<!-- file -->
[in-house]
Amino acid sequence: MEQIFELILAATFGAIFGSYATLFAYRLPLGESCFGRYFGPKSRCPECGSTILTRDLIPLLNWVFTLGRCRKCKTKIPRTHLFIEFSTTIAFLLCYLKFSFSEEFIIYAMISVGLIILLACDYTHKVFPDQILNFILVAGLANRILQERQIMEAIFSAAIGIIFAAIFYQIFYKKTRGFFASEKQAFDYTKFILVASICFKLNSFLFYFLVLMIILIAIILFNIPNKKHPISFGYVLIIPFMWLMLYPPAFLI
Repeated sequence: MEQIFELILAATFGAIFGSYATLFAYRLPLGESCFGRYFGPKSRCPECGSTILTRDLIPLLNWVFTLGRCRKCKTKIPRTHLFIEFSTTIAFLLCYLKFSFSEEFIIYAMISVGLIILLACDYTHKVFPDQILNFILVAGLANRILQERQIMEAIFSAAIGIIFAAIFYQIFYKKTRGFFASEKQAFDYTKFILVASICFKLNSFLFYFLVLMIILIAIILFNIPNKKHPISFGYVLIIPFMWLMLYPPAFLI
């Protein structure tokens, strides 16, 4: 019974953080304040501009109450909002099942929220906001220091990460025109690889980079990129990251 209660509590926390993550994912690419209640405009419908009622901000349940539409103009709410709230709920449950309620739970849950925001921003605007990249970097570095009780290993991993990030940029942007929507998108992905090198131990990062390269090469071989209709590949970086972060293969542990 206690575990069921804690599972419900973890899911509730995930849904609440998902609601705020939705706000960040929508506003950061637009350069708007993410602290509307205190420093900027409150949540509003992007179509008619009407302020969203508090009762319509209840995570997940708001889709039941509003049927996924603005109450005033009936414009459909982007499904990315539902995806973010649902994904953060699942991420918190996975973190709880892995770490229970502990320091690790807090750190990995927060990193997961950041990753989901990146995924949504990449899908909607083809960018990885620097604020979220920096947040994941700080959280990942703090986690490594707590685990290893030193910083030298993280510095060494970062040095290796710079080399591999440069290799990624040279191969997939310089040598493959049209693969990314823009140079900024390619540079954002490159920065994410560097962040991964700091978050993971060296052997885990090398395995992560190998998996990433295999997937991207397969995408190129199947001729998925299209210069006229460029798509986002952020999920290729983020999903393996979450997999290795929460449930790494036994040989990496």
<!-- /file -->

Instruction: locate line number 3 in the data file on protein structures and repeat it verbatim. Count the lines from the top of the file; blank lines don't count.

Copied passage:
Repeated sequence: MEQIFELILAATFGAIFGSYATLFAYRLPLGESCFGRYFGPKSRCPECGSTILTRDLIPLLNWVFTLGRCRKCKTKIPRTHLFIEFSTTIAFLLCYLKFSFSEEFIIYAMISVGLIILLACDYTHKVFPDQILNFILVAGLANRILQERQIMEAIFSAAIGIIFAAIFYQIFYKKTRGFFASEKQAFDYTKFILVASICFKLNSFLFYFLVLMIILIAIILFNIPNKKHPISFGYVLIIPFMWLMLYPPAFLI